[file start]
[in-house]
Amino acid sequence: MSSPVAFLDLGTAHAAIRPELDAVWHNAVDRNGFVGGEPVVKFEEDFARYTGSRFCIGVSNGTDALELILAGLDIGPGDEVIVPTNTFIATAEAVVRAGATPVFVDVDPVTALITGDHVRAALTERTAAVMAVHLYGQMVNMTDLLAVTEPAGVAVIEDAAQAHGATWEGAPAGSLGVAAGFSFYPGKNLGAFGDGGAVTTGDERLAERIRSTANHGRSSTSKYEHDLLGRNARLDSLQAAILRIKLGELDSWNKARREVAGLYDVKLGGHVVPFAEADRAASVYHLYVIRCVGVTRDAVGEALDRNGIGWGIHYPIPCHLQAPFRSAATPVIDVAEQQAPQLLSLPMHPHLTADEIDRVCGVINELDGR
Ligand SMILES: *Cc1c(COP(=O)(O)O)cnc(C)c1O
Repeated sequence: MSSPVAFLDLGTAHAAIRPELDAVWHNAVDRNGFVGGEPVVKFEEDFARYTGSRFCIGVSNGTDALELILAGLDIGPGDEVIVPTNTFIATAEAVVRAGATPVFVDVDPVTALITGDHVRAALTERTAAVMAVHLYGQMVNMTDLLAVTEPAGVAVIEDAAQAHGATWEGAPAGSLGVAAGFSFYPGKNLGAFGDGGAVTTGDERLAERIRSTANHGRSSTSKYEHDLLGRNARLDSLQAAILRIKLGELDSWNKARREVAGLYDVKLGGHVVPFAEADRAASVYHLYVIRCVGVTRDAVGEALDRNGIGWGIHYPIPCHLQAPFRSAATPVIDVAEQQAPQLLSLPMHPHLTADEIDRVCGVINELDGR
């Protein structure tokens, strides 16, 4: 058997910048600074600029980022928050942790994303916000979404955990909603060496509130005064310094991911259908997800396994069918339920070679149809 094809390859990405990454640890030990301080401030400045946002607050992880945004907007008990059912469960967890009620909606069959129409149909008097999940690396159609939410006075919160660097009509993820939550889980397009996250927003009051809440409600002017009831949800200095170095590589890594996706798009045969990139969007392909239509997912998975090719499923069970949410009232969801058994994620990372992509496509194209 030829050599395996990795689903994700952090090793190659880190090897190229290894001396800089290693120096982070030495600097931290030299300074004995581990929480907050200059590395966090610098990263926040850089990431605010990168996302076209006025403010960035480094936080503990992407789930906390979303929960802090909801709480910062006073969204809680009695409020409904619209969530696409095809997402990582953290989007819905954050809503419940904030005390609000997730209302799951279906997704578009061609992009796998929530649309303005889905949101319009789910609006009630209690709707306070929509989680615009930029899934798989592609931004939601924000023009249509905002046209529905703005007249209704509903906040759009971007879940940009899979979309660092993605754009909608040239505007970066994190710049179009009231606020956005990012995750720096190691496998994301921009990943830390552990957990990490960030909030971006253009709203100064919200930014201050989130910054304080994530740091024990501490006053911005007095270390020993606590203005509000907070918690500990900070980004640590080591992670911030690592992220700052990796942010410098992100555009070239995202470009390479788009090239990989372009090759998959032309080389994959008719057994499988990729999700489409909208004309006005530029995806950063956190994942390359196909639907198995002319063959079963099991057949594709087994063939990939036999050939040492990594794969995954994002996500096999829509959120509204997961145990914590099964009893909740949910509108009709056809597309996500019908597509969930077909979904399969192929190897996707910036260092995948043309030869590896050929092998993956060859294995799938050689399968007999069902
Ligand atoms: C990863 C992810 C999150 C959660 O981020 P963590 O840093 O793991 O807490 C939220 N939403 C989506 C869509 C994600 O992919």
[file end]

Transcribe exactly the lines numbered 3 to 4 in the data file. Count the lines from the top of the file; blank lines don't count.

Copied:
Ligand SMILES: *Cc1c(COP(=O)(O)O)cnc(C)c1O
Repeated sequence: MSSPVAFLDLGTAHAAIRPELDAVWHNAVDRNGFVGGEPVVKFEEDFARYTGSRFCIGVSNGTDALELILAGLDIGPGDEVIVPTNTFIATAEAVVRAGATPVFVDVDPVTALITGDHVRAALTERTAAVMAVHLYGQMVNMTDLLAVTEPAGVAVIEDAAQAHGATWEGAPAGSLGVAAGFSFYPGKNLGAFGDGGAVTTGDERLAERIRSTANHGRSSTSKYEHDLLGRNARLDSLQAAILRIKLGELDSWNKARREVAGLYDVKLGGHVVPFAEADRAASVYHLYVIRCVGVTRDAVGEALDRNGIGWGIHYPIPCHLQAPFRSAATPVIDVAEQQAPQLLSLPMHPHLTADEIDRVCGVINELDGR